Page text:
Political Priorities

viewpointVERY few folk would have been surprised if the SNP had not been the dominant party in the recent Scottish election but what should the new Scottish Government’s priorities be for the next five years?

The SNP manifesto was fairly light in terms of the Scottish outdoors, although I have been heartened by the party’s stance on the Scottish National Trail, which they see as a link to promoting and strengthening our Great Trails network of long distance trails. The whole idea of the SNT was to link up existing trails and footpaths into one continuous route through Scotland from Kirk Yetholm to Cape Wrath, so any strengthening and promotion of that route will have a knock-on effect on the rest of the footpath network in Scotland, offering greater opportunities to the small communities the trails pass through.

The SNP manifesto also contained a commitment to balance the benefits of green energy, including windfarms, with the need to protect our most scenic and wild areas. The party has already introduced a ban on wind farms in Scotland’s National Parks and National Scenic Areas and increased protection for our wild land areas. This will continue in the next Parliament. While the SNP Government has, so far, been as good as its word regarding the Wild Land Map (all developments within the Wild Land map areas have been so far refused) I will personally be lobbying the First Minster to extend a complete ban of renewable energy developments to all areas that lie within the Wild Land Map.

Some outdoor commentators were surprised that the SNP didn’t have anything in their election manifesto about National Parks, but I believe this is purely down to economic grounds. There just isn’t the cash available to create more National Parks at the moment and I don’t personally believe that’s a bad thing.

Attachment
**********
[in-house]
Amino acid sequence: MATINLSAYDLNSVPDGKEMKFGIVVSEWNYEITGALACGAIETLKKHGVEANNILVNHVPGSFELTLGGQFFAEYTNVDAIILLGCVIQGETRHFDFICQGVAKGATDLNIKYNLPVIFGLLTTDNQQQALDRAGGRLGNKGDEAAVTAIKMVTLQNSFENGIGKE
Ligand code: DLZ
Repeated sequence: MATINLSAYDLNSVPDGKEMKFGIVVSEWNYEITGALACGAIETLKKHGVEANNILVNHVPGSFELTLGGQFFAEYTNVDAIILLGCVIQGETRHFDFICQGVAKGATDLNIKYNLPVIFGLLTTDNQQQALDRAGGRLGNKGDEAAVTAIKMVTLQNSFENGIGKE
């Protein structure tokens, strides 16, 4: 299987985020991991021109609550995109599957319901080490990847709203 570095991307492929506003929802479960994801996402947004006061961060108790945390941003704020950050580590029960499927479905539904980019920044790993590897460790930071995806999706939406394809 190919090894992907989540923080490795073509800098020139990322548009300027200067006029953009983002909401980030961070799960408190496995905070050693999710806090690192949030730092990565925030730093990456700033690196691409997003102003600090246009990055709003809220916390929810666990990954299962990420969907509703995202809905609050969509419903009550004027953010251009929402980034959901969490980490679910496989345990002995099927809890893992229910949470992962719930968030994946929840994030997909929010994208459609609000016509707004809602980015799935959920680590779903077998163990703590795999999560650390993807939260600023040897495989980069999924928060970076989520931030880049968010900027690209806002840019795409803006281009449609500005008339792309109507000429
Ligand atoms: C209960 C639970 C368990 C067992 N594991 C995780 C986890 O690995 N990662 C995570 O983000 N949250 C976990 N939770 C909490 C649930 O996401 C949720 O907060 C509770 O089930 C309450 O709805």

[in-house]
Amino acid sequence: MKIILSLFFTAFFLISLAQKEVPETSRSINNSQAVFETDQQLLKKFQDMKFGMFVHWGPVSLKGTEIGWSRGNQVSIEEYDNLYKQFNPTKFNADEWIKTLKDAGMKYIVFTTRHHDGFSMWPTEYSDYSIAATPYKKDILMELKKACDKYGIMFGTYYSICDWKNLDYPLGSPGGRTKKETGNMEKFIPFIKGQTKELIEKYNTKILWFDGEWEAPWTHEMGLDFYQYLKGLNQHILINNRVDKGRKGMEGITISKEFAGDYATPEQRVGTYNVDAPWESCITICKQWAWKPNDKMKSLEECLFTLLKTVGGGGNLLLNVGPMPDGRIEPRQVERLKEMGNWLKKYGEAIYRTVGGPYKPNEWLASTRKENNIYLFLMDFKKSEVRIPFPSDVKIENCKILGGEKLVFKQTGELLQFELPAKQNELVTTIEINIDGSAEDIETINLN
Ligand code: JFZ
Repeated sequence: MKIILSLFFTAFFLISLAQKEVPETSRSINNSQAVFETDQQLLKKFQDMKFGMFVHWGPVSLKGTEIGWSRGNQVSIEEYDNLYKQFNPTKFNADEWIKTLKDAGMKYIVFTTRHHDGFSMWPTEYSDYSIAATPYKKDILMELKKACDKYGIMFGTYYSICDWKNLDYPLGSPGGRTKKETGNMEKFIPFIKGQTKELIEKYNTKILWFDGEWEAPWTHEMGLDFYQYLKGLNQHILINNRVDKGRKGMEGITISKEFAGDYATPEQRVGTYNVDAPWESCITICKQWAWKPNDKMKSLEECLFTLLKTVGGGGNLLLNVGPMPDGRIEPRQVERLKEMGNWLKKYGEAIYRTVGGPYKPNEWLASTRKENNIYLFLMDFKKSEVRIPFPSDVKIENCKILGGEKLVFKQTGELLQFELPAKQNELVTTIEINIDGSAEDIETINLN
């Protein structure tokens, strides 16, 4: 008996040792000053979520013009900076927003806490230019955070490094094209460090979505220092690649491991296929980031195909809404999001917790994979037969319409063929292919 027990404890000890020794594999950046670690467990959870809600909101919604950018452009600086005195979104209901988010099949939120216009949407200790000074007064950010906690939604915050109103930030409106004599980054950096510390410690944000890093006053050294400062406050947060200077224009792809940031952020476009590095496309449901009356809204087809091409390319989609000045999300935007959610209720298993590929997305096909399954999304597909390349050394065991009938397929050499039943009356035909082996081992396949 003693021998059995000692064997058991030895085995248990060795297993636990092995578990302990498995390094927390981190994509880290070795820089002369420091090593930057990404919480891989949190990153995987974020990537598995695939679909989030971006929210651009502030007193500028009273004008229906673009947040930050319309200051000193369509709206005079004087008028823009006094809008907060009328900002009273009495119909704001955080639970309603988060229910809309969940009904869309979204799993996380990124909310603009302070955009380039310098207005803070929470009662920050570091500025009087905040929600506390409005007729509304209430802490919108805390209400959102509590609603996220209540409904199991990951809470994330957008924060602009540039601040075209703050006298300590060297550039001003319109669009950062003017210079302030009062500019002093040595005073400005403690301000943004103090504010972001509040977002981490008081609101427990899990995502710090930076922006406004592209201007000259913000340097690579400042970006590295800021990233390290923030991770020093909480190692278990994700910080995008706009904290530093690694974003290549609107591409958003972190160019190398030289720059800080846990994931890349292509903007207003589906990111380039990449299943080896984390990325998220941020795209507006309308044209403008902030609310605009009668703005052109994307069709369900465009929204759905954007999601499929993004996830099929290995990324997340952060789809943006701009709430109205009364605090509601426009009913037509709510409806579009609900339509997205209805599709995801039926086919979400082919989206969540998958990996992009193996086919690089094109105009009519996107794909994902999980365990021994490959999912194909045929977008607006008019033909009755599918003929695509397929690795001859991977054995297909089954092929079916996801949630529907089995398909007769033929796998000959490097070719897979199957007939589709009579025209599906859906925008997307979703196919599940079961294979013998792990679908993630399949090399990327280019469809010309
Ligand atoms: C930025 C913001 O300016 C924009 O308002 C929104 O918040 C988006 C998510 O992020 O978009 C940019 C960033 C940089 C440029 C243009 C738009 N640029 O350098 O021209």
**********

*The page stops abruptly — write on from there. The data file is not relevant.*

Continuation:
I would suggest we have to take a long and hard look at the kind of National Parks we currently have in Scotland, decide if they are working as effectively as they could, especially in conservation and recreational use terms, and perhaps take a much more radical approach to what kind of National Parks we create in the future.

Amongst the mountains of Torridon

Amongst the mountains of Torridon

National Parks don’t have to be massive entities like the Cairngorms and Loch Lomond Parks. I would much prefer to see more smaller Parks in areas like North Harris, Torridon and perhaps a Marine National Park somewhere on the west coast. Ideally, National Parks should also be publicly-owned land rather than the homogeneous mass of privately owned estates that make up much of our existing Parks, with all the difficulties private interests impose.

While on the subject of National Parks I will be campaigning for more transparent management of the Loch Lomond & Trossachs National Park, much more in line with the Cairngorms Park, and I will also be lobbying the First Minister to overturn the wild camping bylaws that were approved earlier this year by the Environment Minister Aileen McLeod, one of the few SNP MSP’s who didn’t make it back into Holyrood.

Indeed, I’ve also been lobbying the FM to appoint someone to the role of Environment Minister who clearly has better knowledge and awareness of the importance of our excellent access arrangements. McLeod’s role in approving the wild camping bylaws, risking the erosion of our access legislation will not be forgiven lightly. Indeed, she may have already paid the price.